“Of course you would, sir; just as you’re going to silence theirs.”

“And the sooner the better, Ben. They’re nearly ready again.”

“Are they, sir? I can’t see. My eyes are not so young as yours. Well, we’re quite ready; and if you orders, we’re going to give it ’em in earnest.”

“Go on, then,” said Roy, “and see if you can’t stop their firing.”

Ben smiled grimly, and bent down to regulate the aim he took, while the same was done with the other gun. The result was that the corporal’s shot went right through the embrasure of the piece to the left, while Ben’s went over.

As the smoke cleared away, a scene of confusion was visible; but the gun on the right was fired directly after, and the shot plunged into the bank of earth raised the previous night.

“Ah!” grumbled Ben; “you’ve got the best gun, my lad; there must be a twist in mine, for she throws high.”

“Like to change?” said the corporal.

“No. I’m going to get used to mine and make her work better.”

Shot after shot was fired from the gate tower, the men warming to their work, and the results were very varied; for, in spite of the care exercised and the rivalry between Ben and the corporal, the clumsily cast balls varied greatly in their courses, so that at the end of an hour’s firing very little mischief was done on either side. The enemy had had their earthen parapet a good deal knocked about, and some men had been injured; but all the advantage they had obtained was the battering down of some scraps of stone, which lay about the front of the great gate-way.

“Soon clear that away with a broom,” growled Ben; “but I’m a bit disappointed over these guns, captain. We ought from up here to have knocked theirs off the carriages by this time.”

“We shall do it yet,” said Roy; and during the next few shots he himself laid the guns, taking the most careful aim.

“As I said afore, your eyes are younger and better than mine, Master Roy, but you don’t shoot any more true.—Hullo! what are they doing there?”

He looked earnestly at the battery, where the men seemed to be extra busy, and at a solid mass of troops marching on from some hundreds of yards behind, straight for the castle.

“They’re never mad enough to come and deliver an assault; are they, corp’ral?” cried Ben, excitedly.

“Seems like it, sergeant.”

Ben turned to Roy with an inquiring look, and he nodded.

“Do what you think best,” he said.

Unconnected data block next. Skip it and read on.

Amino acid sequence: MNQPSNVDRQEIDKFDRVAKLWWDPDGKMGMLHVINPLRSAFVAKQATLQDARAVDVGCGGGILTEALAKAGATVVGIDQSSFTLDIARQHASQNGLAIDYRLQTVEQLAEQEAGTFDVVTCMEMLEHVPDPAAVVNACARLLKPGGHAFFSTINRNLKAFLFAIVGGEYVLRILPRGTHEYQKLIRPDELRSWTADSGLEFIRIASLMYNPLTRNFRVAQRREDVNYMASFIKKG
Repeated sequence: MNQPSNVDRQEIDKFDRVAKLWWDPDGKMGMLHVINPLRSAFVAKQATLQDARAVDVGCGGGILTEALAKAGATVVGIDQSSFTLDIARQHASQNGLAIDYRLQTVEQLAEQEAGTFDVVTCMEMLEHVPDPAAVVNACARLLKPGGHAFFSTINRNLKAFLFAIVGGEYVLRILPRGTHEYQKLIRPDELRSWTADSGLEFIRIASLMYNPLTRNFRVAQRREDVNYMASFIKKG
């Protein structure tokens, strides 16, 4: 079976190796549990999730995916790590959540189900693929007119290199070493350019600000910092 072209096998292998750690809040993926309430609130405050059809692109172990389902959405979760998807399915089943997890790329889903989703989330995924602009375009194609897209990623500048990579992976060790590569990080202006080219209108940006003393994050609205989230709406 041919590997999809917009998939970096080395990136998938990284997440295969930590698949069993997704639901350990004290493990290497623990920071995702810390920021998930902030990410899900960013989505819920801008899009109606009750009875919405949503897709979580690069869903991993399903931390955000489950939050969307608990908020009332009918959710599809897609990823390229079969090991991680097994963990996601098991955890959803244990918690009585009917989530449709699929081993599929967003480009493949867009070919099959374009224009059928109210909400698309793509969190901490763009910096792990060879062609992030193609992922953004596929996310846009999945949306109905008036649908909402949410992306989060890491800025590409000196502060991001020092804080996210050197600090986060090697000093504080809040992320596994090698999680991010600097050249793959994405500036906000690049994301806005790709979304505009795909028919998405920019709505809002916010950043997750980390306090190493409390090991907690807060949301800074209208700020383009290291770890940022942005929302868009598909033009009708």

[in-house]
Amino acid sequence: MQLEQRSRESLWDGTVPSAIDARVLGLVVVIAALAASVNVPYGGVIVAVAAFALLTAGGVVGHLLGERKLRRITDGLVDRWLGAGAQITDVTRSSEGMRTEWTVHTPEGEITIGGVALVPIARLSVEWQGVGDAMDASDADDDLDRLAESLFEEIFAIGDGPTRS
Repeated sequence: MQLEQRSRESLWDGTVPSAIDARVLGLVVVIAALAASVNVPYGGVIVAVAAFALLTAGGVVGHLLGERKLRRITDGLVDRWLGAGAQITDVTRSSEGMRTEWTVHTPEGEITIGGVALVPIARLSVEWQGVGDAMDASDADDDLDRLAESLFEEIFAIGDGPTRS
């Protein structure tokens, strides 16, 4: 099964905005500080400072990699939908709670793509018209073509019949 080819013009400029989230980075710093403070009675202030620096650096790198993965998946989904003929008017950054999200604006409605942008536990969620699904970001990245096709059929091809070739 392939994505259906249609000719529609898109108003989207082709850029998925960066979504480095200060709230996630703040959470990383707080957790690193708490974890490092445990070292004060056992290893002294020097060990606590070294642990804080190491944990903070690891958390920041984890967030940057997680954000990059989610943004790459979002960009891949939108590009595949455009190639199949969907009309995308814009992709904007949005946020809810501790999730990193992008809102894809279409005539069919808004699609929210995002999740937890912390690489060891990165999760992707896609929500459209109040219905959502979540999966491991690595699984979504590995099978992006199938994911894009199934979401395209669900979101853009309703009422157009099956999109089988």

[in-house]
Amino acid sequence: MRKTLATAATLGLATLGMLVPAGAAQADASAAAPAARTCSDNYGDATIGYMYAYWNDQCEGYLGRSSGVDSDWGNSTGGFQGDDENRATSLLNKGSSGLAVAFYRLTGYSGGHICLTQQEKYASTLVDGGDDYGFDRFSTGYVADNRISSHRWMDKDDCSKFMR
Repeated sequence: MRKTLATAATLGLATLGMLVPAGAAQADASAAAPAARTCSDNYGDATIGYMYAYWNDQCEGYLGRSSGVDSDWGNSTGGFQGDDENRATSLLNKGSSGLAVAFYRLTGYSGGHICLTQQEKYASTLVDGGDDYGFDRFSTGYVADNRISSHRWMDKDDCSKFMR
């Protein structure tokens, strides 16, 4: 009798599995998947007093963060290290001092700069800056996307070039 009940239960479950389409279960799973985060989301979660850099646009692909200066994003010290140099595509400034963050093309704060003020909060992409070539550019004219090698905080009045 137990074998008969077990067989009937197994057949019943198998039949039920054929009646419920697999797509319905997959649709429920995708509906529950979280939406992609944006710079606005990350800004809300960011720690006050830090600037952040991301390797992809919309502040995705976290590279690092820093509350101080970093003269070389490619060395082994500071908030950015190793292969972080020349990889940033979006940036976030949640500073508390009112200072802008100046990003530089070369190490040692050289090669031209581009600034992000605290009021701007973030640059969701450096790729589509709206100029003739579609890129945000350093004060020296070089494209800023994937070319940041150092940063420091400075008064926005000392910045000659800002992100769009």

What Ben thought best was to withdraw the great wedge which depressed the muzzle of his gun, the corporal doing the same; and then, after a careful aim-taking, both pieces roared out a salute to the coming infantry, which was marching forward in steady array.

The balls went skipping along after striking the ground a hundred yards or so beyond the enemy’s battery, and, ricochetting, darted right for the solid moving mass of men. The effect was ludicrous, for in an instant they could be seen from the tower to be in a terrible state of confusion, breaking and running in all directions, and, as it were, melting away.

“First time they’ve ever faced cannon-ball,” said Ben, with a smile. “I’ve seen better men than they after more training do the same. They won’t do it next time, though.”

As far as could be seen, few people were hurt; but the shots had their effect, for the men, as they were restored to something like order, were marched back behind a patch of woodland, and the duel between the two pairs of guns was recommenced with a couple of shots from the battery, both of which struck the tower high up.

“Aha!” cried Ben, with another of his grim smiles; “got tired, then.”

“Does not seem like it, Ben,” said Roy.

“Tired of plumping balls into our earthwork, and doing what they ought to have begun with.—Come, corporal, it’s time we did better.”

“Let’s do it, then,” said the man, sternly.

“Look here, Master Roy,” said Ben, in a low tone; “they’ve just sent out two parties of horse to right and left, and it strikes me they’re going to try something on the other side of us when they meet. Will you take a round of the ramparts, and see as all’s right, and keep the lads on the lookout?”

“Let me fire these two shots first,” said Roy.

He fired both guns, and there was a tremendous mass of earth sent flying; but that seemed to be the only mischief done; and then as Ben superintended the reloading, which began to be carried out now with a fair amount of speed, he said, in a low tone—

“Now, capt’n, will you take a look round? You ought to be everywhere at once now.”

At that moment a shot just grazed one of the crenelles, and hurtled away close overhead, making the men wince, as it gave them a better idea of the enemy’s powers than they had had before.

“Yes, that’s why you want me to go, Ben,” whispered Roy. “You think it is getting dangerous here. Thank you; I’ll stay. I daresay the men are all right.”

“Well, sir, I did think something of the kind; but it’s real truth. You ought to be everywhere, and you must really give a look round and tell ’em to fire at any of the enemy who come too near, specially at the troops of horse; it’ll teach ’em to keep their distance.”

Another shot struck the tower, and the splinters of stone rattled down, making Roy hesitate to leave. But he felt that the old sergeant was right, and, descending to the ramparts, he visited the south-west tower, where the men in charge of the guns awaited orders to join in the fray. Then the north-west tower was reached, and here Roy encountered Master Pawson.

“I am glad you’ve come,” he cried. “There’s a strong body of horse gathering over at the foot of the hill to the north.”

“Whereabouts?” said Roy, hurrying through. “Anywhere near the old ruins?”

“Ruins? ruins?” said the secretary, looking at him in a peculiar manner. “Ah, I see now: you mean those old stones on the top. No; they are on the level ground below. Hadn’t we better fire?”

“As soon as they come within reach, send a ball at them. Let the gun be well elevated, so as to fire over their heads. We want to scare them off, and not to destroy.”

As he spoke, Roy ascended with the secretary to the platform, and there, well within range, saw a strong squadron of horse approaching; while Roy’s keen eyes detected a flash or two as of the sun from steel in amongst the trees at the foot of the hill.

“They have infantry there,” he said. “And these horse must be coming to feel their way for them, and to see if we are prepared.”